On September 29, 2016, the FTC obtained a preliminary injunction against three companies and their principals for allegedly impersonating government transportation authorities (such as the U.S. Department of Transportation) to obtain payments for federal and state motor carrier registrations and required reports from commercial truckers and trucking companies. The complaint in FTC v. DOTAuthority.com, Inc. et al. asserts claims under the FTC Act and the Restore Online Shoppers’ Confidence Act (“ROSCA”). The case serves as a useful reminder that the FTC will not shrink from bringing actions where the alleged victims are businesses, rather than consumers.
The FTC alleges that the defendants in DOTAuthority.com used official-looking websites, misrepresented that they were the “compliance unit” for “DOT Authority” or their other official-sounding companies, and falsely threatened the trucking companies with potential civil penalties or fines for non-compliance with registration requirements. The FTC further alleges that the defendants imposed undisclosed service fees, ranging from $25 to over $550, and enrolled customers in a “SafeRenew” auto-renewal program without their knowledge or consent. The ROSCA claim focuses on the allegations concerning this negative option automatic renewal program.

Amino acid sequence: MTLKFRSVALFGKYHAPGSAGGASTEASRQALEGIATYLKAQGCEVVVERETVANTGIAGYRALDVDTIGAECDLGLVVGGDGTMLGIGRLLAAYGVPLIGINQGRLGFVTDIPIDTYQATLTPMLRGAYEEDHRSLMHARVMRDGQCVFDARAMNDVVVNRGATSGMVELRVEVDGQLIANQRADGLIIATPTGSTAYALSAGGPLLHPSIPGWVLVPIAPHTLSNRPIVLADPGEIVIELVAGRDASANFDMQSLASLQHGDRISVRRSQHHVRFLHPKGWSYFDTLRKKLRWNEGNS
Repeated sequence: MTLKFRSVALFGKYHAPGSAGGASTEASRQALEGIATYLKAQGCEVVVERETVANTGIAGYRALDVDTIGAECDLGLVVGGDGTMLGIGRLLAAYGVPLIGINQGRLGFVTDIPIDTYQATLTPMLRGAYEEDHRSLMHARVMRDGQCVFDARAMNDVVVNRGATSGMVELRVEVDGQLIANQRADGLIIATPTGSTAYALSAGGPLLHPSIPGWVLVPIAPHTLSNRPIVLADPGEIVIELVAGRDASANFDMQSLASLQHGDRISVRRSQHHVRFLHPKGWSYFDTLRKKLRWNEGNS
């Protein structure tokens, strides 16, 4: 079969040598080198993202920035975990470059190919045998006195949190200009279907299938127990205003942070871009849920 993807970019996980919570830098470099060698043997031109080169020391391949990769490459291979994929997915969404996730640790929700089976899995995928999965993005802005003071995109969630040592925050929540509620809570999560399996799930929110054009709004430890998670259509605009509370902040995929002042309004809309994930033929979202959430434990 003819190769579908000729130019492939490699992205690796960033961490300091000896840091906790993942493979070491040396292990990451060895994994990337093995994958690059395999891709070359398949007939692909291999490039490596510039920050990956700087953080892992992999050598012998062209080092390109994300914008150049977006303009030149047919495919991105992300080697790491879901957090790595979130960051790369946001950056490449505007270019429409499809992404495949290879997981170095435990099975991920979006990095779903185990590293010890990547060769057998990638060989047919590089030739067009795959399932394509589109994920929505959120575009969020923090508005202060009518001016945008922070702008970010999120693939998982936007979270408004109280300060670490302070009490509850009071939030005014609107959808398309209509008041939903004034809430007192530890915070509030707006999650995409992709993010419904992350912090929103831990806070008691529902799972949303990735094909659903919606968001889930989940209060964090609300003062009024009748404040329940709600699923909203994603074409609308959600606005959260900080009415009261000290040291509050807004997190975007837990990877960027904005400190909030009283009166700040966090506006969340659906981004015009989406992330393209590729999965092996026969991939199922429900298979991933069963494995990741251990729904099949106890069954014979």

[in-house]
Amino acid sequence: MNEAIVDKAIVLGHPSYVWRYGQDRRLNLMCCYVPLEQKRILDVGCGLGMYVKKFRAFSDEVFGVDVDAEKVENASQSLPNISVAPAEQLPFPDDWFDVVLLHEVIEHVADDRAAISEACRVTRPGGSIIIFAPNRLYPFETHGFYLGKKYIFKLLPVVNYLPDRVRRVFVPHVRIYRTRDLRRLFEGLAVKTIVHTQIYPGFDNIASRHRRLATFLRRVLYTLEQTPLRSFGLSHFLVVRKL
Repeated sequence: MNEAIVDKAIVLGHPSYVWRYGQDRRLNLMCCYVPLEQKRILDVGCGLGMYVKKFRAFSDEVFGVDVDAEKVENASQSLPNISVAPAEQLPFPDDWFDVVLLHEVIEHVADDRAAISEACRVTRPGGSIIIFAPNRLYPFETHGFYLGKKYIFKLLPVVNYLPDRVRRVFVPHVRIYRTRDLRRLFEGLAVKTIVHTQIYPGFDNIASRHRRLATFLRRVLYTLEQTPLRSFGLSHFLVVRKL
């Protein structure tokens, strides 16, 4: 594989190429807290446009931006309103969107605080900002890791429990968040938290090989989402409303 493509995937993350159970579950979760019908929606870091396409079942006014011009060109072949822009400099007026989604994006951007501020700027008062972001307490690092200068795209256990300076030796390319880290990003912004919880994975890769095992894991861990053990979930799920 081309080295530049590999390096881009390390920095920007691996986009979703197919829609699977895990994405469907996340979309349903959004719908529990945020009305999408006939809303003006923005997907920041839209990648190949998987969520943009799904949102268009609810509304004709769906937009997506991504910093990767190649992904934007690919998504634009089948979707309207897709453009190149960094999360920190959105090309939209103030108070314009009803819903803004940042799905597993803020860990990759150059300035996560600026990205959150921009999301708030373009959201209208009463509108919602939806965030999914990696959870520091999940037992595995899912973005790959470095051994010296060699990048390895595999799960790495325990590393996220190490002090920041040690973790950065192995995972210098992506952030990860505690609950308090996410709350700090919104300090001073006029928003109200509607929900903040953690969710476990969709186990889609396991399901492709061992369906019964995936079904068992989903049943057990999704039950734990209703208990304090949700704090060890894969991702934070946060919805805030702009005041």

The defendants opposed a preliminary injunction, arguing that their businesses are legitimate permit and registration companies, and that they adequately disclosed that they are not affiliated with any government agencies and that customers would be enrolled in an auto-renewal program. The Southern District of Florida nonetheless granted the preliminary injunction.